New, Hard Numbers on Sarbanes Expenses

One of the first studies of the financial impact of Sarbanes-Oxley shows a sharp rise in audit expenses.
Stephen TaubMarch 25, 2004

As of last week, 31 public companies in North and South Carolina have filed their proxy statements this year, and 27 have experienced a rise in their audit fees, according to the Charlotte Business Journal. The average increase: 23 percent.

The largest hike was experienced by Charlotte-based diversified manufacturer Carlisle Cos. Inc., which reported a 127 percent increase, to $750,000.

“What you are seeing now are largely [increases] from the events that led to Sarbanes-Oxley,” said Trent Gazzaway, national director of corporate governance for audit firm Grant Thornton and a partner in its Charlotte office, according to the paper.

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The auditing bill could soar even more as the remaining provisions of the landmark legislation are phased in during 2004 and 2005. “Certainly when Section 404 [of Sarbanes-Oxley] kicks in, you will be seeing a lot more costs,” added Gazzaway.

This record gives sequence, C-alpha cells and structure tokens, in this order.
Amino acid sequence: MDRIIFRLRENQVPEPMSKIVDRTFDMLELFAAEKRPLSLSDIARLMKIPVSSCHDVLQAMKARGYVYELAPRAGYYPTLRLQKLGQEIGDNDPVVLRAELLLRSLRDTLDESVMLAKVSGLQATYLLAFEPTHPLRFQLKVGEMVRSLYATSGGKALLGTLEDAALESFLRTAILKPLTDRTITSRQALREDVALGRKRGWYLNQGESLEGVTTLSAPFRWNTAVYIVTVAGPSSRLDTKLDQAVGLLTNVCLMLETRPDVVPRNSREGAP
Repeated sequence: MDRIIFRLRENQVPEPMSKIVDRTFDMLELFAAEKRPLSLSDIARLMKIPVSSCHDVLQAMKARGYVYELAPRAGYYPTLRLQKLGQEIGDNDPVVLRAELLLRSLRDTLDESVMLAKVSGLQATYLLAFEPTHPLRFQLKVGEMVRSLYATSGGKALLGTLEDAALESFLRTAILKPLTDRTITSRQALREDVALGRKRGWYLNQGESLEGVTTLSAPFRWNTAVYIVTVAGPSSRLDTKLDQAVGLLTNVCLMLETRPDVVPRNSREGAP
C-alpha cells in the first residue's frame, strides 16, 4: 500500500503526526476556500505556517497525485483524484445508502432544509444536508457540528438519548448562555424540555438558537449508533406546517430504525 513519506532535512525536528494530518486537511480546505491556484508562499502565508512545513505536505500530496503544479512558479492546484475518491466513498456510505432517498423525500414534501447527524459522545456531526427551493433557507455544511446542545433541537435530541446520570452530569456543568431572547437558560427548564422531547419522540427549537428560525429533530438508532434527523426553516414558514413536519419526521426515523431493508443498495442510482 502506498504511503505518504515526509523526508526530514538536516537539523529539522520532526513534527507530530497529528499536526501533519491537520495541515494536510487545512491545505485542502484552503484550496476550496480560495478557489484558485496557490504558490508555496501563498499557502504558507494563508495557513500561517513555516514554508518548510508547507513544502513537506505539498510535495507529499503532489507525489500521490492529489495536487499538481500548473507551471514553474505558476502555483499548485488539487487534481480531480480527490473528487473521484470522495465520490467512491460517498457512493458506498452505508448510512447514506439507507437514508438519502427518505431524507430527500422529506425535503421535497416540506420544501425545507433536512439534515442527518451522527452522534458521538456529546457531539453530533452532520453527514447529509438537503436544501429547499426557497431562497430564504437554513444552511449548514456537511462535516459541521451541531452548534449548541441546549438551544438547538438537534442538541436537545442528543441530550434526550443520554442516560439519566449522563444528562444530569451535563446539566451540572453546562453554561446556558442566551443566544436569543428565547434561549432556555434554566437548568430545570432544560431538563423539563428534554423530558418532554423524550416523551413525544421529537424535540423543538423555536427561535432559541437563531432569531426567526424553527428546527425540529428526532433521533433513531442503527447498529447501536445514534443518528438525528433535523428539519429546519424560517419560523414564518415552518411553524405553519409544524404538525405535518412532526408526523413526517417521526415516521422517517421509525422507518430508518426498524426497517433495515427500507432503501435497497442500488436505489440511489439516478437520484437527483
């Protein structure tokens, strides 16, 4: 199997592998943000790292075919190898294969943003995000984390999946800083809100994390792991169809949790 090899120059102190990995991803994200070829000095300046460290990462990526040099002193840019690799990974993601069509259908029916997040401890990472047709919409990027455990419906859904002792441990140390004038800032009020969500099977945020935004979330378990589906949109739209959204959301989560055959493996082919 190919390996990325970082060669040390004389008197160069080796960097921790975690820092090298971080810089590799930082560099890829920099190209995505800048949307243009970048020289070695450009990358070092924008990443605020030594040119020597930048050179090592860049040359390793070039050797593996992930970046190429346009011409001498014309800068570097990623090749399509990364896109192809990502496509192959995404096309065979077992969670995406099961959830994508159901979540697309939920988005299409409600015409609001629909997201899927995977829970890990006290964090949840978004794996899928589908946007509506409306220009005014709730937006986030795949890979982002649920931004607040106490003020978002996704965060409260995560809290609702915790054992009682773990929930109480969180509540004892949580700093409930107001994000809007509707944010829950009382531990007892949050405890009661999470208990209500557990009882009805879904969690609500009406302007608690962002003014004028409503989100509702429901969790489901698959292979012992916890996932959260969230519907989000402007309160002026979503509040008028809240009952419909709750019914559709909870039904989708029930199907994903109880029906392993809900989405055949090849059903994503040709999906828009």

“This is a sea change,” said Bob Bratton, chief financial officer at First Charter Corp., Bratton — whose company’s audit costs rose 37.5 percent last year, to $282,480 — told the paper that the added expenses “will be in your cost structure forever. This is not a one-time thing.”

A spokeswoman for Goodrich Corp., one of the few Carolina companies whose audit costs fell, conceded that the main reason for the decline was that the traditionally acquisitive company didn’t buy any companies last year. Acquisitions generally require more work from auditors and drive up audit costs, she added. The Business Journal also pointed out that Goodrich also spun off some of businesses the prior year, further lessening auditor workload and expense.

Another company that reported a decrease in audit costs — The South Financial Group — acknowledged that its audit costs would have increased had it not seen its acquisition-related audit-services bill decline from $350,000 in 2002 to $75,000 in 2003.

“Some of the costs of just getting ready for Sarbanes-Oxley drove up costs anywhere from 30 percent to 100 percent” in 2003, said Michael Baker, managing partner at Deloitte’s Charlotte office. This year, he added, “you can look for another similar amount.”